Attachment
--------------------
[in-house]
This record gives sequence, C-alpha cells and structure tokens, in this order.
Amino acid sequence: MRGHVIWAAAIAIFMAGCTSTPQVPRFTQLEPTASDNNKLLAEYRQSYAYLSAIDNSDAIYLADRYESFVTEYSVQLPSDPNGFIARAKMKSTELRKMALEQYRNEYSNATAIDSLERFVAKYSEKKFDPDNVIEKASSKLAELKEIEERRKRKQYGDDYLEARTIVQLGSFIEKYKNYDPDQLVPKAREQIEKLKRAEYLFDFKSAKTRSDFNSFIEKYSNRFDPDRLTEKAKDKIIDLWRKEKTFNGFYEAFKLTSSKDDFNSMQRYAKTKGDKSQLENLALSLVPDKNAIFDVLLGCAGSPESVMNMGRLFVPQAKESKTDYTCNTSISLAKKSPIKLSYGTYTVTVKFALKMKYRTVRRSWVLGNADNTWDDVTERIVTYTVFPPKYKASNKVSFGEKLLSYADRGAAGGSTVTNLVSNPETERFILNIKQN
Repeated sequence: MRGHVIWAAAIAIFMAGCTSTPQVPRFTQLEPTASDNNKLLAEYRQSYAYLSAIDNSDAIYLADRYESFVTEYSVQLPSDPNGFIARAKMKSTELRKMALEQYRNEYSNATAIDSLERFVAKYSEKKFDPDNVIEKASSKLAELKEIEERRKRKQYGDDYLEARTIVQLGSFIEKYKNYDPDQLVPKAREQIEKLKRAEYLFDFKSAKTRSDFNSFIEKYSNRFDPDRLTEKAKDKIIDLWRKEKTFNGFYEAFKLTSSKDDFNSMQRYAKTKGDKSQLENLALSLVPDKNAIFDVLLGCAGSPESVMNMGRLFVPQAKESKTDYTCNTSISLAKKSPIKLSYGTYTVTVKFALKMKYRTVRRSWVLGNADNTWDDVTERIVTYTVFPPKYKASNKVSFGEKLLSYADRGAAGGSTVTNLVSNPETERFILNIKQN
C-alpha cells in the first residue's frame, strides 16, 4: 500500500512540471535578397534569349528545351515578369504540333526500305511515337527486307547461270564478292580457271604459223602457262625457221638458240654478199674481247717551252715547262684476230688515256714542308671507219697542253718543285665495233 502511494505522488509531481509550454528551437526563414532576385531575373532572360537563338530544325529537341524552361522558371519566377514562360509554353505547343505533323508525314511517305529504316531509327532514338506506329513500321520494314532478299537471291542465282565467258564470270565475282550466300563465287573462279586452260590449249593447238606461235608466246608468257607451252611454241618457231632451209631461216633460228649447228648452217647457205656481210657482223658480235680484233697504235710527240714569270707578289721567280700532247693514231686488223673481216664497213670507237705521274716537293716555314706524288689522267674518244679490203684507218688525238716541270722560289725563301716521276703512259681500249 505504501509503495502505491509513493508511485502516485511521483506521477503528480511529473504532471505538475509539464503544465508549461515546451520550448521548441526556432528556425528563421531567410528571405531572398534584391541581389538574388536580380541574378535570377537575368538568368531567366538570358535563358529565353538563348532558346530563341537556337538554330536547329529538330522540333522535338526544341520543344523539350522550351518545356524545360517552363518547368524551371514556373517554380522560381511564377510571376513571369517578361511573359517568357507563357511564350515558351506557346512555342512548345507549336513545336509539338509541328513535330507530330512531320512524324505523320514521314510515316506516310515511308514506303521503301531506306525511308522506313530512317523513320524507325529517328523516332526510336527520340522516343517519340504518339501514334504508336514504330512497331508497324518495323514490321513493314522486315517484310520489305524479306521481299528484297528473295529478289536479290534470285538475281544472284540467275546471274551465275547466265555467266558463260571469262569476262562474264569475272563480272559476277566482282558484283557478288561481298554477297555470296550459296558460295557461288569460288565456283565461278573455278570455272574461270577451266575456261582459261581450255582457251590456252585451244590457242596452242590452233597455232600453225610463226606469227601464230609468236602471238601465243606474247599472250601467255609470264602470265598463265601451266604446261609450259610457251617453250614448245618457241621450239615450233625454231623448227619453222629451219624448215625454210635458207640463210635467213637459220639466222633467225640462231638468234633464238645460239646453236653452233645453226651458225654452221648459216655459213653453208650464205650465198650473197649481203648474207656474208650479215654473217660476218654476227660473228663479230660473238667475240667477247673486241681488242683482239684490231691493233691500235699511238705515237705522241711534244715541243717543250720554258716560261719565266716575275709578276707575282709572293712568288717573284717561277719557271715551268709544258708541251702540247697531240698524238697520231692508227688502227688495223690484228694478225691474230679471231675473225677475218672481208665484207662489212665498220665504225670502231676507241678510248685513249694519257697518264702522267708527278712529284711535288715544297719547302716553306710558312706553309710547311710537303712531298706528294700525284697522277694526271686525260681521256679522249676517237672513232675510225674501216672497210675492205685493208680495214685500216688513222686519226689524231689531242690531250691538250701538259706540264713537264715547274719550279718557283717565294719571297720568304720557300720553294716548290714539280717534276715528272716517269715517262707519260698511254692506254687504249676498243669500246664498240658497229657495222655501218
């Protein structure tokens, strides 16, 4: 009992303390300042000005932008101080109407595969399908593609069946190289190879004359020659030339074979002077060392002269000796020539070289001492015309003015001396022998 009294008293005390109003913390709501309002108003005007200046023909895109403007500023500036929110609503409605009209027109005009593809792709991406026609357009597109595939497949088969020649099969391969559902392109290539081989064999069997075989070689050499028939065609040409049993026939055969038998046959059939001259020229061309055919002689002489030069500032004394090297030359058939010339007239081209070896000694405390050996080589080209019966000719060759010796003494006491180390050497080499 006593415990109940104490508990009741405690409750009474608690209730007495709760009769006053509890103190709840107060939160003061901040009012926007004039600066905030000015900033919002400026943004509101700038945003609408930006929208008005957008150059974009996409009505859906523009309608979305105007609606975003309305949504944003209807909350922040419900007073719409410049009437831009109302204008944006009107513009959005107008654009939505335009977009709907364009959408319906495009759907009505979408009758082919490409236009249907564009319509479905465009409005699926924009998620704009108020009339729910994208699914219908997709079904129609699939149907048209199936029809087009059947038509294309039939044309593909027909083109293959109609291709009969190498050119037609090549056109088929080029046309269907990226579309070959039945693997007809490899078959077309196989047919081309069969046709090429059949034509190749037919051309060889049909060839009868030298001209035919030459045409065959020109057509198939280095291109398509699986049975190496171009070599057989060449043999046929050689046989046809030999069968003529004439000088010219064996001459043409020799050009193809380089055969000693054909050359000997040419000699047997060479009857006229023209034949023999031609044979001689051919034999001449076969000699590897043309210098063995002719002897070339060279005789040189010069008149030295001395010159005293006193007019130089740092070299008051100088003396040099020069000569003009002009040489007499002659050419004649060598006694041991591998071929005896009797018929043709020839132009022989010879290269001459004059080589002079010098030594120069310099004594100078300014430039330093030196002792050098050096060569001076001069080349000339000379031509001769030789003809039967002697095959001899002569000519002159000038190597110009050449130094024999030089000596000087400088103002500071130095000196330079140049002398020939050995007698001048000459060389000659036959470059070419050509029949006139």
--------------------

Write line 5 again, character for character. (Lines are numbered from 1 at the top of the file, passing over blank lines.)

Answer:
C-alpha cells in the first residue's frame, strides 16, 4: 500500500512540471535578397534569349528545351515578369504540333526500305511515337527486307547461270564478292580457271604459223602457262625457221638458240654478199674481247717551252715547262684476230688515256714542308671507219697542253718543285665495233 502511494505522488509531481509550454528551437526563414532576385531575373532572360537563338530544325529537341524552361522558371519566377514562360509554353505547343505533323508525314511517305529504316531509327532514338506506329513500321520494314532478299537471291542465282565467258564470270565475282550466300563465287573462279586452260590449249593447238606461235608466246608468257607451252611454241618457231632451209631461216633460228649447228648452217647457205656481210657482223658480235680484233697504235710527240714569270707578289721567280700532247693514231686488223673481216664497213670507237705521274716537293716555314706524288689522267674518244679490203684507218688525238716541270722560289725563301716521276703512259681500249 505504501509503495502505491509513493508511485502516485511521483506521477503528480511529473504532471505538475509539464503544465508549461515546451520550448521548441526556432528556425528563421531567410528571405531572398534584391541581389538574388536580380541574378535570377537575368538568368531567366538570358535563358529565353538563348532558346530563341537556337538554330536547329529538330522540333522535338526544341520543344523539350522550351518545356524545360517552363518547368524551371514556373517554380522560381511564377510571376513571369517578361511573359517568357507563357511564350515558351506557346512555342512548345507549336513545336509539338509541328513535330507530330512531320512524324505523320514521314510515316506516310515511308514506303521503301531506306525511308522506313530512317523513320524507325529517328523516332526510336527520340522516343517519340504518339501514334504508336514504330512497331508497324518495323514490321513493314522486315517484310520489305524479306521481299528484297528473295529478289536479290534470285538475281544472284540467275546471274551465275547466265555467266558463260571469262569476262562474264569475272563480272559476277566482282558484283557478288561481298554477297555470296550459296558460295557461288569460288565456283565461278573455278570455272574461270577451266575456261582459261581450255582457251590456252585451244590457242596452242590452233597455232600453225610463226606469227601464230609468236602471238601465243606474247599472250601467255609470264602470265598463265601451266604446261609450259610457251617453250614448245618457241621450239615450233625454231623448227619453222629451219624448215625454210635458207640463210635467213637459220639466222633467225640462231638468234633464238645460239646453236653452233645453226651458225654452221648459216655459213653453208650464205650465198650473197649481203648474207656474208650479215654473217660476218654476227660473228663479230660473238667475240667477247673486241681488242683482239684490231691493233691500235699511238705515237705522241711534244715541243717543250720554258716560261719565266716575275709578276707575282709572293712568288717573284717561277719557271715551268709544258708541251702540247697531240698524238697520231692508227688502227688495223690484228694478225691474230679471231675473225677475218672481208665484207662489212665498220665504225670502231676507241678510248685513249694519257697518264702522267708527278712529284711535288715544297719547302716553306710558312706553309710547311710537303712531298706528294700525284697522277694526271686525260681521256679522249676517237672513232675510225674501216672497210675492205685493208680495214685500216688513222686519226689524231689531242690531250691538250701538259706540264713537264715547274719550279718557283717565294719571297720568304720557300720553294716548290714539280717534276715528272716517269715517262707519260698511254692506254687504249676498243669500246664498240658497229657495222655501218